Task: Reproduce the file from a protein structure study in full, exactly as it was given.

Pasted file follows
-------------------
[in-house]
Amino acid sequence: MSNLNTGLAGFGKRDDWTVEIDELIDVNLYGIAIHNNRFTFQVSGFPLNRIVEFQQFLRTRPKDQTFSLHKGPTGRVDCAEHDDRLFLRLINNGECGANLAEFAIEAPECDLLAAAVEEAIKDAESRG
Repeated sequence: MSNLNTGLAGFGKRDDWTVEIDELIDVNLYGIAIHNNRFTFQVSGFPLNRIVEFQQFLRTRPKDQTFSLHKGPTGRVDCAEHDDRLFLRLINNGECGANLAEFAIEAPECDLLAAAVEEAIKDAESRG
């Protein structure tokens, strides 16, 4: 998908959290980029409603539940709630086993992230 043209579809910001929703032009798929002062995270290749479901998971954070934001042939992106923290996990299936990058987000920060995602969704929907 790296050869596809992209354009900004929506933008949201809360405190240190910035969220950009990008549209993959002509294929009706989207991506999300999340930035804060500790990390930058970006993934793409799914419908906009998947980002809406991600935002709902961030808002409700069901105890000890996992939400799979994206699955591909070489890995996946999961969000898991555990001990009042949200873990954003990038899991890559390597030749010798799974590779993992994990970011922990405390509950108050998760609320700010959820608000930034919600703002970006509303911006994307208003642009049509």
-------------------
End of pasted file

[in-house]
Amino acid sequence: MSNLNTGLAGFGKRDDWTVEIDELIDVNLYGIAIHNNRFTFQVSGFPLNRIVEFQQFLRTRPKDQTFSLHKGPTGRVDCAEHDDRLFLRLINNGECGANLAEFAIEAPECDLLAAAVEEAIKDAESRG
Repeated sequence: MSNLNTGLAGFGKRDDWTVEIDELIDVNLYGIAIHNNRFTFQVSGFPLNRIVEFQQFLRTRPKDQTFSLHKGPTGRVDCAEHDDRLFLRLINNGECGANLAEFAIEAPECDLLAAAVEEAIKDAESRG
């Protein structure tokens, strides 16, 4: 998908959290980029409603539940709630086993992230 043209579809910001929703032009798929002062995270290749479901998971954070934001042939992106923290996990299936990058987000920060995602969704929907 790296050869596809992209354009900004929506933008949201809360405190240190910035969220950009990008549209993959002509294929009706989207991506999300999340930035804060500790990390930058970006993934793409799914419908906009998947980002809406991600935002709902961030808002409700069901105890000890996992939400799979994206699955591909070489890995996946999961969000898991555990001990009042949200873990954003990038899991890559390597030749010798799974590779993992994990970011922990405390509950108050998760609320700010959820608000930034919600703002970006509303911006994307208003642009049509």